Stieg Larsson is dead, but his character Lisbeth Salander is not. Larsson’s family negotiated with the publisher to choose someone to carry on the book franchise, and together they chose David Lagercrantz, who’s previously co-written a memoir by a soccer star. The new novel will “obviously build on the previous book,” the publisher has said, but it isn’t connected to the unfinished manuscript that Larsson left when he died. That Which Does Not Kill will be out in August in thirty-five countries.
The new Chipotle cups will feature the work of Aziz Ansari, Julia Alvarez, Walter Isaacson, Barbara Kingsolver, Paul Coelho, and Augusten Burroughs, a lineup that could only have been assembled by the generous mastermind who originally conceived of this service to humanity: Jonathan Safran Foer. If you just can’t wait till you get to Chipotle to read your next Chipotle-cup story, Vanity Fair has kindly published them in their entirety.
After fifteen years of blogging, Andrew Sullivan is giving it up. He’s been doing it long enough, he says—“There comes a time when you have to move on to new things, shake your world up, or recognize before you crash that burn-out does happen”—and he wants to do some other things instead: “I’m a human being before I am a writer; and a writer before I am a blogger, and although it’s been a joy and a privilege to have helped pioneer a genuinely new form of writing, I yearn for other, older forms.”
The Internet is aflame after Jonathan Chait’s recent New York magazine piece on political correctness. At Vox, Amanda Taub says that political correctness “doesn’t exist,” at least not as any sort of creed: It’s a “catch-all term we apply to people who ask for more sensitivity to a particular cause than we’re willing to give — a way to dismiss issues as frivolous in order to justify ignoring them.” The Atlantic’s Megan Garber says that what Chait calls “p.c. culture” should be thought of as “empathy culture,” and “doesn’t impede progress.” At Gawker, Alex Pareene argues that Chait “is used to writing off left-wing critics and reserving his real writerly firepower for (frequently deserving) right-wingers. That was, for years, how things worked at the center-left opinion journalism shops.” Now, however, “the destruction of the magazine industry and the growth of the open-forum internet have amplified formerly marginal voices. . . . writers of color can be just as condescending and dismissive of Chait as he always was toward the left. And he hates it.” At In These Times, David Sessions says that the problem with Chait’s article isn’t that he’s wrong about how social media works on the left—Sessions thinks he’s right—“the problem is that he has turned that critique into a sweeping, self-righteous parable about the philosophical superiority of his own brand of liberalism.” The comedian John Hodgman responded to Chait in a series of tweets. In a live interview with the Huffington Post, Chait says he isn’t too disturbed by everyone’s reaction; after all, he’s a “chill guy.”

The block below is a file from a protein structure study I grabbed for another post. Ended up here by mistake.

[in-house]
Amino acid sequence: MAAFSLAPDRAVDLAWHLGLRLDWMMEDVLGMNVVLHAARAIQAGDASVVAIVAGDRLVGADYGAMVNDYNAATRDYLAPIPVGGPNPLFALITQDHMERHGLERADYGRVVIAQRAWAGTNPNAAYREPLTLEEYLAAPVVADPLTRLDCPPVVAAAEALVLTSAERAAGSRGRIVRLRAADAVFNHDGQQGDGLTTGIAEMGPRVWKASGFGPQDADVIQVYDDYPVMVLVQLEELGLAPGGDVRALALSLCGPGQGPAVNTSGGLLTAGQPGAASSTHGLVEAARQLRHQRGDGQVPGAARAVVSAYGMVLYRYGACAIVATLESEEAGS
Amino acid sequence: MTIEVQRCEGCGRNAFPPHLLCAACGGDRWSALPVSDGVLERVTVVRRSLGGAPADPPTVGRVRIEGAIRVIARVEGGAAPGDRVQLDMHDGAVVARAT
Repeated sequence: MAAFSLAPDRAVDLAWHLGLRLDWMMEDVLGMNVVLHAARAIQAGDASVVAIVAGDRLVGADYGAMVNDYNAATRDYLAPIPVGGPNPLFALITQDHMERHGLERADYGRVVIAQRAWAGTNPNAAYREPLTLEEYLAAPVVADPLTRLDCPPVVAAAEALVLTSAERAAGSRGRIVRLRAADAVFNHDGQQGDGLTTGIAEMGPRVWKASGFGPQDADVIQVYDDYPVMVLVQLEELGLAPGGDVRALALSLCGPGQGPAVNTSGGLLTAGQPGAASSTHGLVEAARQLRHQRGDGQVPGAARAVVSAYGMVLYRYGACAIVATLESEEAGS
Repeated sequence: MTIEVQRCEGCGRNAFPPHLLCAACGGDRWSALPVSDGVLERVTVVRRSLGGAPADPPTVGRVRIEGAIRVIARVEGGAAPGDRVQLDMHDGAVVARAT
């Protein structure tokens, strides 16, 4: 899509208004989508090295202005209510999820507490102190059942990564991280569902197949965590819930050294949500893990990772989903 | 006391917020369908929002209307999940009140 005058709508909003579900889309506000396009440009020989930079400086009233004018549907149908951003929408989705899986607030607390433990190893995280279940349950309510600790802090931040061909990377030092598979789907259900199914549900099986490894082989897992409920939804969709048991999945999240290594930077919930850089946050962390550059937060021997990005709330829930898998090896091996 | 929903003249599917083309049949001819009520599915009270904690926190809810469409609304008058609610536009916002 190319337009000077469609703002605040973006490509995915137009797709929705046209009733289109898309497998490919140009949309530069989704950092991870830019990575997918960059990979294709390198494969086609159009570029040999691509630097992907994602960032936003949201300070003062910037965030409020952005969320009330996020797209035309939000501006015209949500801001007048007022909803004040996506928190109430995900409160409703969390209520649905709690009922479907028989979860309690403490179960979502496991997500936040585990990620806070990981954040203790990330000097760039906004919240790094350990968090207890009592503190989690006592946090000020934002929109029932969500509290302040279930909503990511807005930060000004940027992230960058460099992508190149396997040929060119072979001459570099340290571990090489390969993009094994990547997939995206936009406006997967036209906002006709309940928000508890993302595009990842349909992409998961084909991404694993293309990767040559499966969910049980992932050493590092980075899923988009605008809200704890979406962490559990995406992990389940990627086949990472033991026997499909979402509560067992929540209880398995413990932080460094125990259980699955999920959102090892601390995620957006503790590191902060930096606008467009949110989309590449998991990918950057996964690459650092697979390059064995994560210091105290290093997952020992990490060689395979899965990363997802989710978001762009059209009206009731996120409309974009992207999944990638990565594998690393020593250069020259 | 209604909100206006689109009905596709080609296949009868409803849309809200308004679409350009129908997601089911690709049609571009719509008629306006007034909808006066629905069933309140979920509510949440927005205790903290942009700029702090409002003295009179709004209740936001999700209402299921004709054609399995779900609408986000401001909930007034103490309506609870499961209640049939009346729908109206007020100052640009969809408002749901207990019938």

n+1 has a series of articles about labor and publishing written by the current or former employees of a handful of magazines: Maxine Phillips on Dissent, Daniel Menaker on the New Yorker, Keith Gessen on n+1; and Gemma Sieff on Harper’s, where, as Sieff recounts, the editors tried unsuccessfully to unionize: “The staff was united behind literature, not the most concrete of common causes.”